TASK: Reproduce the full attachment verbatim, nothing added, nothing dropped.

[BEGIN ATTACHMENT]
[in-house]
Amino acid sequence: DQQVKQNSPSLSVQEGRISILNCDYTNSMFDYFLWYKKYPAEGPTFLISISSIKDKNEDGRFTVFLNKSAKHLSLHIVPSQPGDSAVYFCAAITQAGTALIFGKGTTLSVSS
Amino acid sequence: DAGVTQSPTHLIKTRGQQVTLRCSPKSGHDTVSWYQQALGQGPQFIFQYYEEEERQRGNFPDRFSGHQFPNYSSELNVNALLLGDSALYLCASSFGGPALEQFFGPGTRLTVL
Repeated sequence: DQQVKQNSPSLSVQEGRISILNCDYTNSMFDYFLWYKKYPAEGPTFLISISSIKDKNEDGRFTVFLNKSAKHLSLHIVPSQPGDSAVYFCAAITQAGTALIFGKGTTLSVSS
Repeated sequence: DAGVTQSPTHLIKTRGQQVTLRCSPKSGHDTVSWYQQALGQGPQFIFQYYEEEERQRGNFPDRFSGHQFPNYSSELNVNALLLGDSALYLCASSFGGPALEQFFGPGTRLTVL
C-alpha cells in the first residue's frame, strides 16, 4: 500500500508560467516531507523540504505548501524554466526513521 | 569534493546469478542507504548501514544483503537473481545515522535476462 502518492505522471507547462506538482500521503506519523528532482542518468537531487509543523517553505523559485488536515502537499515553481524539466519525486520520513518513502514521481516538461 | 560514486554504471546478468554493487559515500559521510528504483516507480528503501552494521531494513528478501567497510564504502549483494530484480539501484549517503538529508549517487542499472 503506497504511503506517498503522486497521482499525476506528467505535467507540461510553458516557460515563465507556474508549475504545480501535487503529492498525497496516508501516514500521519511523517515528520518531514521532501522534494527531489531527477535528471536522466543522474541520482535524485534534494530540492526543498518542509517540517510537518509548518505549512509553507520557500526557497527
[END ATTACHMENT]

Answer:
[in-house]
Amino acid sequence: DQQVKQNSPSLSVQEGRISILNCDYTNSMFDYFLWYKKYPAEGPTFLISISSIKDKNEDGRFTVFLNKSAKHLSLHIVPSQPGDSAVYFCAAITQAGTALIFGKGTTLSVSS
Amino acid sequence: DAGVTQSPTHLIKTRGQQVTLRCSPKSGHDTVSWYQQALGQGPQFIFQYYEEEERQRGNFPDRFSGHQFPNYSSELNVNALLLGDSALYLCASSFGGPALEQFFGPGTRLTVL
Repeated sequence: DQQVKQNSPSLSVQEGRISILNCDYTNSMFDYFLWYKKYPAEGPTFLISISSIKDKNEDGRFTVFLNKSAKHLSLHIVPSQPGDSAVYFCAAITQAGTALIFGKGTTLSVSS
Repeated sequence: DAGVTQSPTHLIKTRGQQVTLRCSPKSGHDTVSWYQQALGQGPQFIFQYYEEEERQRGNFPDRFSGHQFPNYSSELNVNALLLGDSALYLCASSFGGPALEQFFGPGTRLTVL
C-alpha cells in the first residue's frame, strides 16, 4: 500500500508560467516531507523540504505548501524554466526513521 | 569534493546469478542507504548501514544483503537473481545515522535476462 502518492505522471507547462506538482500521503506519523528532482542518468537531487509543523517553505523559485488536515502537499515553481524539466519525486520520513518513502514521481516538461 | 560514486554504471546478468554493487559515500559521510528504483516507480528503501552494521531494513528478501567497510564504502549483494530484480539501484549517503538529508549517487542499472 503506497504511503506517498503522486497521482499525476506528467505535467507540461510553458516557460515563465507556474508549475504545480501535487503529492498525497496516508501516514500521519511523517515528520518531514521532501522534494527531489531527477535528471536522466543522474541520482535524485534534494530540492526543498518542509517540517510537518509548518505549512509553507520557500526557497527